The work I do within the communities of Lod often gives me access to many amazing opportunities, such as the English speaking group with Arab women where we candidly discuss intersectional issues for women within the Arab community and Israel as a whole. However, that doesn’t completely erase my yearning to be back at home in my liberal bubble. The number of times I have had a taxi driver start to sing the praises of the current American political regime after hearing I am American makes me want to get back on a plane and run back to my little campus, where Love is Love and No Human is Illegal. I wonder whether the parents of the children I teach would ask for my resignation if they saw the photos of me and my friends waving rainbow flags above our heads at the Gay Pride parade in DC last June. “Don’t tell people here you’re a liberal,” a few former volunteers cautioned, “they won’t take it well.”
My relationship to Israel has never felt easy. Some of my close family lives here, so I have always had an attachment to the place, whether I wanted to or not. I rarely, if ever, spoke about my connection to Israel while at college, Israel being synonymous in much of the liberal sphere with the words “Occupation,” “Human rights violations,” “Oppressors.” I, too, feel discomfort with much of the way Israel is run, possibly more so now after having spent four months living in Lod. During Yahel orientation, one of the students in Lod told us there had been an argument earlier this year in the student village when a few residents had hung up pride flags. It struck me as ironic that back at college it would have been acceptable to wear a pride flag as a cape, but there would have been harsh judgement for displaying the Israeli flag. Since coming to Israel, only in Tel Aviv have I seen the pride flag with a Jewish star - something that has been fought against by religious Jews and liberal organisers of Pride parades alike.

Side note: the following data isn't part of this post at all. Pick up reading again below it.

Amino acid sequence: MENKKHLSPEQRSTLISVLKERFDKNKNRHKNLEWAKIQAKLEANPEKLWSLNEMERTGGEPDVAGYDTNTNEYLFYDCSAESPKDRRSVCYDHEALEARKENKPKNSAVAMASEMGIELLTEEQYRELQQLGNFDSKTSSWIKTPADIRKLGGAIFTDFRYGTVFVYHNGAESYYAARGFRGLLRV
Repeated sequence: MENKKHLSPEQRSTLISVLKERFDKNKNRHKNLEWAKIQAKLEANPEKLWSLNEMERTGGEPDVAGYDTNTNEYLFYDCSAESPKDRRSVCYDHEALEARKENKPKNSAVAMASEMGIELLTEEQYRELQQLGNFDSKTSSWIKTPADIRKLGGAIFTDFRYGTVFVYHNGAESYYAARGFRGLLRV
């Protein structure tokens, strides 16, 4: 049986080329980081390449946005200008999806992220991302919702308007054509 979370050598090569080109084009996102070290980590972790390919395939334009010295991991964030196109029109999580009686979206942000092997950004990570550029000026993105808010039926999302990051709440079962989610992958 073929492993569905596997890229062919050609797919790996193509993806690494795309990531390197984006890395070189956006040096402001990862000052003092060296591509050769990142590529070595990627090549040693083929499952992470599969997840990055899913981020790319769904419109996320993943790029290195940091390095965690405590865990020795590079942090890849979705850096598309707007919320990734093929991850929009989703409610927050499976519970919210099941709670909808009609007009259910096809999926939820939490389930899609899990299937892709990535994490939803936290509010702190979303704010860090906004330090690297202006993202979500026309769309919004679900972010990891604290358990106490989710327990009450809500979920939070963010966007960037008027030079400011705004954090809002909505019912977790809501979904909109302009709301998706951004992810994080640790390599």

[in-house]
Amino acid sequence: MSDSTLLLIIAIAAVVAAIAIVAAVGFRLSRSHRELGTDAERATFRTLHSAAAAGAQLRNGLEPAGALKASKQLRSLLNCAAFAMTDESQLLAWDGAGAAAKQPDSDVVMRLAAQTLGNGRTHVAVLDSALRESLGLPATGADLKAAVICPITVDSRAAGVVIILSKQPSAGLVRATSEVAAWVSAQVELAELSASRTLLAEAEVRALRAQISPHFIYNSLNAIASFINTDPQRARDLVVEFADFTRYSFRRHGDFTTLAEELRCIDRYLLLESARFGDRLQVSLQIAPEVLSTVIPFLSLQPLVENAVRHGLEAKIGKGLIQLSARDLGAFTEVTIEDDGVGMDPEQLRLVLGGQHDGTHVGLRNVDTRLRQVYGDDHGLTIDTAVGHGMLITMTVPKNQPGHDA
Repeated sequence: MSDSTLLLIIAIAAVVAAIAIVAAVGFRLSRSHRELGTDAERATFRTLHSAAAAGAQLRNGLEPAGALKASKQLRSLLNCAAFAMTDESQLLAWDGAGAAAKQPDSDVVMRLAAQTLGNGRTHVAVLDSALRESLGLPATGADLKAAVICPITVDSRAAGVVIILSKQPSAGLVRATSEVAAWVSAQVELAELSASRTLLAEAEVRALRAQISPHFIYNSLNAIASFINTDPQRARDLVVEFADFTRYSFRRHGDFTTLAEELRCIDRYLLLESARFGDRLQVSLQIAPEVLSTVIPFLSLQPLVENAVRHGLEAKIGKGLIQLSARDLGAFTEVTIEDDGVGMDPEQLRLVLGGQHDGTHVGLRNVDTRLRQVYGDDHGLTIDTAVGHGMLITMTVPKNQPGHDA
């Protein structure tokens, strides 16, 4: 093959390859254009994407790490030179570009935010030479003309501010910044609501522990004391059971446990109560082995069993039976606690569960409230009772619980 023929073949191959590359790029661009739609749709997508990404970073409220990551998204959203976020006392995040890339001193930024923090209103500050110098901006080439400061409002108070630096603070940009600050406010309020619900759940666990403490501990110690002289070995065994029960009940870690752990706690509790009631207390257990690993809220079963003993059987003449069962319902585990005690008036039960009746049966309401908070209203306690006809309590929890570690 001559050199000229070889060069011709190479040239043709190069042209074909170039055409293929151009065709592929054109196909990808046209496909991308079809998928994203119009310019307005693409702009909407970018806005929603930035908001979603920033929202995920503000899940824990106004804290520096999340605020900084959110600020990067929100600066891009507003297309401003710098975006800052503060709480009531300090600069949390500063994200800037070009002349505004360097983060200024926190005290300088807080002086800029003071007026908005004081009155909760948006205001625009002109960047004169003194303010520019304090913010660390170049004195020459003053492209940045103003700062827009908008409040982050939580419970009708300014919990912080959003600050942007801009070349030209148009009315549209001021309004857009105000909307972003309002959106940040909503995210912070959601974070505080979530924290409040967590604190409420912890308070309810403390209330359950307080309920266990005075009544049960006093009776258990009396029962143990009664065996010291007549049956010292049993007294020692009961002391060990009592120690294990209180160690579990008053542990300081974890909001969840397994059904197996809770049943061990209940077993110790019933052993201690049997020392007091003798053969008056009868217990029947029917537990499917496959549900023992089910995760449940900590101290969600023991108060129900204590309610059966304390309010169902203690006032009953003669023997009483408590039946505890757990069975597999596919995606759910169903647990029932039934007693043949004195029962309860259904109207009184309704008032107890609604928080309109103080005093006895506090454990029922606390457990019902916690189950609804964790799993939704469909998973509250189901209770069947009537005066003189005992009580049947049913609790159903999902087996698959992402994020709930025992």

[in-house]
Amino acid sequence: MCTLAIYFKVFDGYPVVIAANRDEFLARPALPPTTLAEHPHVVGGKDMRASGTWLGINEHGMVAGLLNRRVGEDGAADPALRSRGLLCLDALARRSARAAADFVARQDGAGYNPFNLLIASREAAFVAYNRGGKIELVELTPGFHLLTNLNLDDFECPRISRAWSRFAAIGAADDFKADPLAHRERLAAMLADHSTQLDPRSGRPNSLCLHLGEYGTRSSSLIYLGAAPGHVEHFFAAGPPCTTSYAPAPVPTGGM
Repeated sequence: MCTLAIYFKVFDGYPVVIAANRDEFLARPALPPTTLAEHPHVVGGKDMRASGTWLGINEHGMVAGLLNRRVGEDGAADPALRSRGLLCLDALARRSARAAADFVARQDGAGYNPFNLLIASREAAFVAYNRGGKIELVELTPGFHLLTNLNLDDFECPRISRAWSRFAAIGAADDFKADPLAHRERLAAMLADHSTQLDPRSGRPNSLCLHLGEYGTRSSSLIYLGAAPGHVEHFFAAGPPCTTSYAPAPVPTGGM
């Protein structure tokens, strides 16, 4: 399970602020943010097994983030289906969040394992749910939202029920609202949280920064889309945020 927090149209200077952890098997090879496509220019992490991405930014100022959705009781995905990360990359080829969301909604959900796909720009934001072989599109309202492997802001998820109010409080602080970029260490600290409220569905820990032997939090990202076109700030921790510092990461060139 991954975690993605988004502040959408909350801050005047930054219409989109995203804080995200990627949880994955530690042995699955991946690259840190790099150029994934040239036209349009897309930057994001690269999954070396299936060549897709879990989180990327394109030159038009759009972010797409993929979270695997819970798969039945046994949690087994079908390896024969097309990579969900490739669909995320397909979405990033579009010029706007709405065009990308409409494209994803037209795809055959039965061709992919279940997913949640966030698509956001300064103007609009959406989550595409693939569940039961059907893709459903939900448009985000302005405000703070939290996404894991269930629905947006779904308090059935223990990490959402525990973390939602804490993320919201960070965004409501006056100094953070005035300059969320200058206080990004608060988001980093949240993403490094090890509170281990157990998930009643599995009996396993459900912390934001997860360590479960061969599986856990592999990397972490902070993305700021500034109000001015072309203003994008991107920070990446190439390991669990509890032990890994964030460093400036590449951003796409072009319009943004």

I try my best to fit in here. I speak Hebrew as best I can, my accent sometimes tricking people into thinking I am Israeli until my lack of grammatical knowledge or a word I don’t know gives me away. I wore skirts to my job at the religious school for the first few months, until one day I couldn’t do it anymore and wore pants. I showed up in pants, expecting a rebuke, or at least a few weird looks, but the teachers didn’t even seem to notice. Only the children commented, not in a judgemental way, simply stating that I was wearing pants. One girl even whispered into my ear, “Good for you, I wish I could do that.”
I try not to stick out, but I dyed my hair again, strands of pink and purple standing out from the brown. All of the girls at school said how pretty it looked, touching my hair. “When I’m big…” a few commented wistfully. Maybe it’s all in my head, that people are judging me, that people have such a huge stake in my identity.
My pink hair that students love to play with. Photo credit to Jacob Shapiro.
Some days I feel as though my identity is built of too many contradictions, or perhaps too much ambiguity. I note how it changes depending on where I am and who I am interacting with. I edit. I learn. Leiat leiat, slowly slowly, I figure out how to belong. But I am not sure if I will ever have an answer that feels truly satisfying to the question of, “chiloni or dati?”
Not really both. Not really neither.